As of this morning it looks like—perhaps—the west side of the Beltway will be spared the worst of the winds and rain from Irene, which I suppose would make sense, since I’m uber-prepared. I’ve even dug out my French press in case I have to make coffee without electricity tomorrow morning.
But there’s one deluge we knew would be unavoidable: the nonsense from the global warming nutcases that Hurricane Irene is some kind of proof of global warming. Never mind that, as we mentioned here before, storms of this kind, while exceedingly rare, are not at all unknown (see, by the way, this ABC News story of people reminiscing about the 1938 hurricane that I wrote about yesterday) and it does not appear that Irene is notably stronger than any of the previous historic storms.
Still, that hasn’t stopped Bill McKibben, the perfect embodiment of Churchill’s definition of a fanatic (“someone who can’t change their mind, and won’t change the subject”), from declaring that “Irene’s got a middle name—and it’s global warming.”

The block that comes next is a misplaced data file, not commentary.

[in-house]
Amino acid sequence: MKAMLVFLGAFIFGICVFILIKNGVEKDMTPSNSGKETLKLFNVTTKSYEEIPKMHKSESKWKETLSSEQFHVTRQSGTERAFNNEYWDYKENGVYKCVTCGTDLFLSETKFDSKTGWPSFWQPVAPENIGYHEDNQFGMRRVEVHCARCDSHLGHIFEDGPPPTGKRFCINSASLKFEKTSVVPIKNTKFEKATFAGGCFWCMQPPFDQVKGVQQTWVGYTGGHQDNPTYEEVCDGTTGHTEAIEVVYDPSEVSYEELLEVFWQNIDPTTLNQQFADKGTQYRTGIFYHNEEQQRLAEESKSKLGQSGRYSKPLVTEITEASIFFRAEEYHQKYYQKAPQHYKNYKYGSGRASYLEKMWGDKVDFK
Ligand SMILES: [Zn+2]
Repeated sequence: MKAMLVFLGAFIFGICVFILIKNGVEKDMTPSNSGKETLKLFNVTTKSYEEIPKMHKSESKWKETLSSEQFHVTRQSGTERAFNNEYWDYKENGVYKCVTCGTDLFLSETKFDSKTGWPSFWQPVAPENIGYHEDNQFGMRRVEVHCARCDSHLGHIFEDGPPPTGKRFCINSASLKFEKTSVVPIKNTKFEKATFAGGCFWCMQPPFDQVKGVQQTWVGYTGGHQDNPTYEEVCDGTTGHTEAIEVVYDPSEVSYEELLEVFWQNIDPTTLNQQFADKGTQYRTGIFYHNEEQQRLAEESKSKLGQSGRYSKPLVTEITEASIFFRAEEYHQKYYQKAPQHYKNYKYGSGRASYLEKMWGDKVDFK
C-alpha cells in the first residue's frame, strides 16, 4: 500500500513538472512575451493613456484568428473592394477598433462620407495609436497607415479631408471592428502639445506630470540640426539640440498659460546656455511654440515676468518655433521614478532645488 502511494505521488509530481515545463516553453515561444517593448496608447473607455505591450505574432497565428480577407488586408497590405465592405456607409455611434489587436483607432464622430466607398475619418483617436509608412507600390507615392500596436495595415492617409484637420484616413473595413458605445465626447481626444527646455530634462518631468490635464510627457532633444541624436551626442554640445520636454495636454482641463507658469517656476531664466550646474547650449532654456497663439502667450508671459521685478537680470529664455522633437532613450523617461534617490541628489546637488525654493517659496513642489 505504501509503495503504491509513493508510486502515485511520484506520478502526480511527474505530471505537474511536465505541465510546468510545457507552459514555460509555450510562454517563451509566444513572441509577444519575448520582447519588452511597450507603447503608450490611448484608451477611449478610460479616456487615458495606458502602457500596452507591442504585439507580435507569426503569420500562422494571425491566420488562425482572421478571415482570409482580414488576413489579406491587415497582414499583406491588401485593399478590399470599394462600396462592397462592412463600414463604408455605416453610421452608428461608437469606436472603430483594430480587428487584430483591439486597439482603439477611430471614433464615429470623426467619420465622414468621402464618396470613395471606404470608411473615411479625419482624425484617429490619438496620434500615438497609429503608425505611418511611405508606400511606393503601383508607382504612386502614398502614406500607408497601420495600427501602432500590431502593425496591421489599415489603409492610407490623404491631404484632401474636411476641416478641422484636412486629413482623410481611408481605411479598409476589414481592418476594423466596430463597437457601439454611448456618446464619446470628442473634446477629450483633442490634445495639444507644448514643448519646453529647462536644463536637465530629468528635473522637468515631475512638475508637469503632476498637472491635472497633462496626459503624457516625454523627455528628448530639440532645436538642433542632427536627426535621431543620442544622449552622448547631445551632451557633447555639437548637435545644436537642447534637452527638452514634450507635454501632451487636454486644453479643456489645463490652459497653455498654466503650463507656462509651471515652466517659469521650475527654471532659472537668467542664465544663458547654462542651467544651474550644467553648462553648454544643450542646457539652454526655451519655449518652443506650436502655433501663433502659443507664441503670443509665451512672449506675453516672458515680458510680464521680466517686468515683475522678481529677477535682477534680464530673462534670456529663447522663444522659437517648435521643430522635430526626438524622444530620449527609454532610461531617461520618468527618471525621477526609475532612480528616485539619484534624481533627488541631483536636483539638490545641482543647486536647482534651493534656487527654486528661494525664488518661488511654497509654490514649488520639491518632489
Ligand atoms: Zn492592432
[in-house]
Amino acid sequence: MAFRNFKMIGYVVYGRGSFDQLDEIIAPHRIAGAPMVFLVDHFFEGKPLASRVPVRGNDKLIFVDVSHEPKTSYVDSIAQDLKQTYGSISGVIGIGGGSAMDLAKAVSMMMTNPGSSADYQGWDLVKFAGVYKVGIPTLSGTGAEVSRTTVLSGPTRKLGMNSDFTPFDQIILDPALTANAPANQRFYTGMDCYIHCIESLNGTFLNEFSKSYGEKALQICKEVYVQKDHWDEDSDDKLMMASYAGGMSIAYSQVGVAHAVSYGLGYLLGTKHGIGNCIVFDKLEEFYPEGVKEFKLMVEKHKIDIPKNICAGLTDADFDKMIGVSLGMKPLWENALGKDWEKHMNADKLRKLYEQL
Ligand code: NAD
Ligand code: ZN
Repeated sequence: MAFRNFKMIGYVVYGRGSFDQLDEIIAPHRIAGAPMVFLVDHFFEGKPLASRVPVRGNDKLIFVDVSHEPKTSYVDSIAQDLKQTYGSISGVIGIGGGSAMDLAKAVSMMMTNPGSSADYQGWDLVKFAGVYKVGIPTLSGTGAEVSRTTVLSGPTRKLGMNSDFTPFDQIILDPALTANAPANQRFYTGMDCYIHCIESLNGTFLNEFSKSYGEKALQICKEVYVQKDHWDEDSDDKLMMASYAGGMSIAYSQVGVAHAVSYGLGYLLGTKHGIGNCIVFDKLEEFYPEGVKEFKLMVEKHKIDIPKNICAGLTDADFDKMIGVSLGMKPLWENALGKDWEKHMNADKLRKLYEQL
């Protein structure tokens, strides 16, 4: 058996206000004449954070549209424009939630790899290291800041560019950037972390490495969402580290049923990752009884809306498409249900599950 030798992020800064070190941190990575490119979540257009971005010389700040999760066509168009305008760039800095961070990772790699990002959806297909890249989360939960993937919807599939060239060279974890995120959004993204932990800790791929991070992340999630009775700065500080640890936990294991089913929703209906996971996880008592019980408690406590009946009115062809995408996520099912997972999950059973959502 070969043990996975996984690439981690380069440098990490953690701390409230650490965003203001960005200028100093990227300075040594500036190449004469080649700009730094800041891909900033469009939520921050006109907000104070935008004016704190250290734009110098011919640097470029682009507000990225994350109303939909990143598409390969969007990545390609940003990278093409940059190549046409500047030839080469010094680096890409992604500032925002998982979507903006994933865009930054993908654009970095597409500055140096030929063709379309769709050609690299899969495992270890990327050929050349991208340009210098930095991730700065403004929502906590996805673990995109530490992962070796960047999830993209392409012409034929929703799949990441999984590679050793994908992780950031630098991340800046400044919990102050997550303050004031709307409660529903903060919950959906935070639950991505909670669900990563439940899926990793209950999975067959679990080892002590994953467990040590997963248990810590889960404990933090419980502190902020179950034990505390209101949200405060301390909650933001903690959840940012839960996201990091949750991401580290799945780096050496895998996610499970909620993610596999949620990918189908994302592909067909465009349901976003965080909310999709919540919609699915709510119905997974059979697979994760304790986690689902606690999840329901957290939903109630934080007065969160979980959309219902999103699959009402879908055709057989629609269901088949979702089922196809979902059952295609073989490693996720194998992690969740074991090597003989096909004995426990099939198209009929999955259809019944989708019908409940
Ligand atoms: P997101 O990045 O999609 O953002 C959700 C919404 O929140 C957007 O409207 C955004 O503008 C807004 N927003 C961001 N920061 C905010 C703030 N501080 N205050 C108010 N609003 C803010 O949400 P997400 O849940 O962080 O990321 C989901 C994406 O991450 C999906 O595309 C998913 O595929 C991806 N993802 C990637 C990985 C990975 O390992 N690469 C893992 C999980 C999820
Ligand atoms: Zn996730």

This is all too much even for Andy Revkin at the New York Times. Andy tends toward global warming alarmism, though he has ever so slightly been backing away from this, more or less since the East Anglia “Climategate” scandal broke. But above all Andy reports the issue fairly straight. (That’s one reason why a prominent climate campaigner told Revkin last year that “We can no longer trust you.”) Here’s Revkin’s blog post about this:
But McKibben’s effort to use this United States hurricane landfall as a specter of things to come in a greenhouse-heated world doesn’t mesh with the science, which shows a measurable, though subtle, trend in the opposite direction. That’s why I agree with Keith Kloor’s conclusion that this kind of rhetoric is “undermining the legitimacy” of the call to reduce emissions of greenhouse gases.
Personally, this is why I want McKibben to keep getting arrested outside the White House protesting the Keystone pipeline, etc. Next to Al Gore, McKibben is the gift that keeps on giving.